BEIJING – China takes pride in the impartiality of its judicial system and its protection of citizens’ rights to know and be heard, as well as other progress it has made in securing human rights, according to a recent report.
That’s true despite experts’ calls for the country to make further improvements along those lines, according to the Assessment Report on the National Human Rights Action Plan of China (2009-2010).
The report said the country has worked to end illegal detentions. In 2009 and 2010, investigations began into 1,002 cases in which government authorities were suspected of taking advantage of their positions and powers to infringe upon citizens’ rights.
Among the alleged infringements have been illegal detentions of prisoners, perpetrations of vendettas and framings, and disruptions of elections, it said.
The report, which is the first of its kind and was released by the State Council Information Office on Thursday, said another 18,600 cases involving illegal detentions, some of them committed by government functionaries, were heard during 2009 and 2010.
As for detainees, the report said they must in almost all cases be interrogated in detention houses. To ensure their protection, every interrogation room must contain a metal mesh separating detainees from interrogators. It must also have two entrance doors; detainees will have to go through one and interrogators through the other to prevent them from coming into contact with each other.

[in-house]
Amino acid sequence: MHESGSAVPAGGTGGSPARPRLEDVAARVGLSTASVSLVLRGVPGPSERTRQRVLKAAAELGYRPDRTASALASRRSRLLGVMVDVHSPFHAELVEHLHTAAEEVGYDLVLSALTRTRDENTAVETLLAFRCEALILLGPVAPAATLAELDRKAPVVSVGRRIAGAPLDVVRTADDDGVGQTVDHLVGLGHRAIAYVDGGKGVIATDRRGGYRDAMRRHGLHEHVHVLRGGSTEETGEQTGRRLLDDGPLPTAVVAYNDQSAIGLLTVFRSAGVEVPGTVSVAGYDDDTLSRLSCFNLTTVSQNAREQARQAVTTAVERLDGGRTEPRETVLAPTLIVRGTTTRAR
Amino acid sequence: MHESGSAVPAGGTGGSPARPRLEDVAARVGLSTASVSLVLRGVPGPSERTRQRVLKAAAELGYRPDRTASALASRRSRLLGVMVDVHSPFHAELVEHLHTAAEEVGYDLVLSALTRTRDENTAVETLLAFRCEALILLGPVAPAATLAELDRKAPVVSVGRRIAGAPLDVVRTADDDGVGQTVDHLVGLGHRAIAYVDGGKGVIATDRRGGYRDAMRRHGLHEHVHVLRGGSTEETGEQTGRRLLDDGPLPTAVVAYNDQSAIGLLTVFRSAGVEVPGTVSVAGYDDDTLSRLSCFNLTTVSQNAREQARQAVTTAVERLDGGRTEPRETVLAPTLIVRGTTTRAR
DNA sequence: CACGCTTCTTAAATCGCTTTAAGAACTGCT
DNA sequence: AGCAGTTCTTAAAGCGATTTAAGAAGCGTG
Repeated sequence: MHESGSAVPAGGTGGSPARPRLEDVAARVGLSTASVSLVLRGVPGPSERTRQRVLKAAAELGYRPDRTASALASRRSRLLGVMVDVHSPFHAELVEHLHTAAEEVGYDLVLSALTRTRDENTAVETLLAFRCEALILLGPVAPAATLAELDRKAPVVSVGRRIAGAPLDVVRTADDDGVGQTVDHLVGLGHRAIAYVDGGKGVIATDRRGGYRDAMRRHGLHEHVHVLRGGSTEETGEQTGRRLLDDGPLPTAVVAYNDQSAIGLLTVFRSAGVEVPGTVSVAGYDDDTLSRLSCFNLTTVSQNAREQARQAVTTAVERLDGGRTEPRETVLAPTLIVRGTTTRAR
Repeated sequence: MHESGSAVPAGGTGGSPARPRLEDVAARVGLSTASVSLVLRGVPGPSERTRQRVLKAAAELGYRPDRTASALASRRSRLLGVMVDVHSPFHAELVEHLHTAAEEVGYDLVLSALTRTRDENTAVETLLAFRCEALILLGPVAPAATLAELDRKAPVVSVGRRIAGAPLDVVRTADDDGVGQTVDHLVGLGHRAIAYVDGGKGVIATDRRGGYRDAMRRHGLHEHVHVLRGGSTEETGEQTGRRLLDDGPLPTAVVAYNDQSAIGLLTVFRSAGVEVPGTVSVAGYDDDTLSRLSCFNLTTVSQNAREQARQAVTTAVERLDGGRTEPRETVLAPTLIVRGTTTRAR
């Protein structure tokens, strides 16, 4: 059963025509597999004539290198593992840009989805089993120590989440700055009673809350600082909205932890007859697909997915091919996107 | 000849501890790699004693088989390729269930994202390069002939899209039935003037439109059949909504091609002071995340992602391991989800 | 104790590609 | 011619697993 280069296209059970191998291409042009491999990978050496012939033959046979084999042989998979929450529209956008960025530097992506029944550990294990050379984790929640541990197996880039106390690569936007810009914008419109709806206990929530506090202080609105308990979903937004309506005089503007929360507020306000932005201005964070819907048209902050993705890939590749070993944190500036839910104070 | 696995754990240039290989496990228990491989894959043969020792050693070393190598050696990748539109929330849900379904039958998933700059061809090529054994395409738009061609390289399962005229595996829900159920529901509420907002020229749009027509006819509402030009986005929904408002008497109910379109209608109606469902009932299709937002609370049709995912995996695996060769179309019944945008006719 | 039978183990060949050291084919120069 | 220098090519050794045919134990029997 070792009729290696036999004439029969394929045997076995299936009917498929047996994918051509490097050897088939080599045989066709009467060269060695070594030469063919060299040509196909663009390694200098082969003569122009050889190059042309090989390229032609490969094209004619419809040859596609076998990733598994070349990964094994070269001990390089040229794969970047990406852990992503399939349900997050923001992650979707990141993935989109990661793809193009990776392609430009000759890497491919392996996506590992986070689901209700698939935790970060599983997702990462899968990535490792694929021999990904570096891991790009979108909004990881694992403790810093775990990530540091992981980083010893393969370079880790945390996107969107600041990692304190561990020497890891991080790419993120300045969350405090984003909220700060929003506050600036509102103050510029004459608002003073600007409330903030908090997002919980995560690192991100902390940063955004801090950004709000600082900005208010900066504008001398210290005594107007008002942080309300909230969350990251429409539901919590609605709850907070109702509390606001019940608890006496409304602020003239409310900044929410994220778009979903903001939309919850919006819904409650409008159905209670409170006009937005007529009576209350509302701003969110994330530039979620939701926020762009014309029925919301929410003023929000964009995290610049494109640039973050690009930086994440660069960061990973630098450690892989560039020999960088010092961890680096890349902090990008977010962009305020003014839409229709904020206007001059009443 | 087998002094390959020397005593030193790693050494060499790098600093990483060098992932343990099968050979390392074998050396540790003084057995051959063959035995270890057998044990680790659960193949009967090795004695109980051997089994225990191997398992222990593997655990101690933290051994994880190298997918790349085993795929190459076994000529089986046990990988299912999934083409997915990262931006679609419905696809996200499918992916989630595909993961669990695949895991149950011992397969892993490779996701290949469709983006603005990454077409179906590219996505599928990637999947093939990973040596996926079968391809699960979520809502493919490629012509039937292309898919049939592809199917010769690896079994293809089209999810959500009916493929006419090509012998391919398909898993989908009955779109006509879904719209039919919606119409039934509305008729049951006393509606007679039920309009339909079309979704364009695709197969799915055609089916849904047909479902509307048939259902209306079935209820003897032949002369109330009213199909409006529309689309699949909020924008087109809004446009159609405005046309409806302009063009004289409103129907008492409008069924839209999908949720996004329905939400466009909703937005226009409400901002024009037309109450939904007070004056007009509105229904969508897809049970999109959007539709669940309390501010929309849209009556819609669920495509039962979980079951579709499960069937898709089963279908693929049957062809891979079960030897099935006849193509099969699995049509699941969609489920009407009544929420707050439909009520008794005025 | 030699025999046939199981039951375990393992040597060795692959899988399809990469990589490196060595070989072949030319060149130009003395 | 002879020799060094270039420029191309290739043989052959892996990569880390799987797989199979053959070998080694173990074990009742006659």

Detainees also have the right, with the approval of the courts, to have copies of the audio and video records of their own court trials. They also must undergo physical examinations before and after an interrogation and upon leaving and returning to a detention house.
The 59-page report, which covers economic, social and cultural rights as well as civil and political rights, allocated two paragraphs less than one page to speech freedoms and another five pages to the rights to know about public matters and to participate in politics and social life.
The report said the freedom of speech of citizens has been guaranteed, especially with the advent of the Internet, which has given the public a new way to exercise its right to be heard.
Statistical sampling shows Chinese netizens go the Internet frequently, using it to issue more than three million statements a day. Even so, complaints about deleted posts are frequently seen on weibo.com, a popular micro-blogging website. The report said the country is disclosing more and more information about emergencies, government business and budgets.
Yet despite the remarkable improvements, Tian Wenchang, director of the criminal committee of the All China Lawyers Association, said the country has a long way to go.
Source: China Daily